One of the things I absolutely love about my neighborhood is being able to watch the seasons change. Here in the Northern Hemisphere, autumn is in full swing. The days are getting shorter, and the nights are getting colder. A couple of weeks ago I took my family for a drive to see the leaves changing colors — it’s something we look forward to every fall. For my friends in the Southern Hemisphere, winter is giving way to spring. Either way, the changes in the seasons remind me that nothing in nature is static, and that changes and cycles are a part of life.
Just as with nature, we have cyclical changes within the Fedora Project as well. I think it’s both useful and healthy to point out a few of those changes, for a couple of reasons. First of all, I want to point out that every person in the Fedora community is a potential leader. Our policies of rotating leadership help ensure that everyone who is so inclined has a chance to lead and serve. Second, I’d like to personally thank those people who have diligently served the Fedora community, and wish them success as they move on to other endeavors.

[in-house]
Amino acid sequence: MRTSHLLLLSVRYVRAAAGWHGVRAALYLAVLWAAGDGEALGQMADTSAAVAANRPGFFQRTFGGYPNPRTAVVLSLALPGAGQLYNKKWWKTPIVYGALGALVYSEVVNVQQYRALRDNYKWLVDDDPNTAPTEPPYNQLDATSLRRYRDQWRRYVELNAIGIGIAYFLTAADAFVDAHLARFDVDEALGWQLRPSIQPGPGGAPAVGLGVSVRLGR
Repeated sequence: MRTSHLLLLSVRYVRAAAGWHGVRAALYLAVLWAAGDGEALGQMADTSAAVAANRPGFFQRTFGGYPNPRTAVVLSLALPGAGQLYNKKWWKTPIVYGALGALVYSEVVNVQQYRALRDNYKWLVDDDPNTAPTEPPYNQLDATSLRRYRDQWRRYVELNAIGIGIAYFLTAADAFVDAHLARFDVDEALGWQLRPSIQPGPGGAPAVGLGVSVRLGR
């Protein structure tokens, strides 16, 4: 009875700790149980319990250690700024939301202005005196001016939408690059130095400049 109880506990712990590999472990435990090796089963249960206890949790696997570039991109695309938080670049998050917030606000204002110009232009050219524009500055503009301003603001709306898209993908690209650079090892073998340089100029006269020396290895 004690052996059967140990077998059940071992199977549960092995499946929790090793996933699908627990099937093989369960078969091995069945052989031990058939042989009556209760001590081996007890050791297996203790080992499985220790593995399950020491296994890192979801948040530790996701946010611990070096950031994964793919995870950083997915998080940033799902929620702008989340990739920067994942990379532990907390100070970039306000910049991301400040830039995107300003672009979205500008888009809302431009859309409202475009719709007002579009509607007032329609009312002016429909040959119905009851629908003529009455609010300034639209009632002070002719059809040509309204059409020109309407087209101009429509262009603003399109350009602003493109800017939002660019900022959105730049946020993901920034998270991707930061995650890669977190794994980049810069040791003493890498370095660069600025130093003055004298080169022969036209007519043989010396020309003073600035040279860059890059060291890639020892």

As was previously noted, Jesse Keating has been hard at work in Fedora’s release engineering team for the past several years. He’s done such a spectacular job that his skills are in high demand, and he’ll be stepping back from Fedora for the next year or so to focus on some release engineering tasks inside of Red Hat. In the meantime, the release engineering baton has been passed on to Dennis Gilmore, who is proven himself in the Fedora community as well. I look forward to working more closely with Dennis as we get into the Fedora 15 cycle and beyond.
The next change involves the Fedora Program Manager. This is another Red Hat paid position that helps coordinate the Fedora schedule, acts as the Feature Wrangler, and helps out with coordination of other meetings, such as the blocker bug meetings around the time of releases. John Poelstra has served very well in that position for the past few years, and I’m happy to announce that community superstar Robyn Bergeron has accepted a job at Red Hat to take on that role. John Poelstra is leaving some awfully big shoes to fill, but I’m sure Robyn will also do an excellent job in that capacity.
Last but not least, I’ll point out that we’re still actively looking for a highly skilled systems administrator to serve on the Fedora Infrastructure team. This is an interesting and critical job as well, as it requires not only the technical skills of actively managing the Fedora services and infrastructure, but also requires effective soft skills to deal with the community at large. If you’re interested in applying for this position, please don’t hesitate to contact either myself or Tom “spot” Callaway, or follow this link.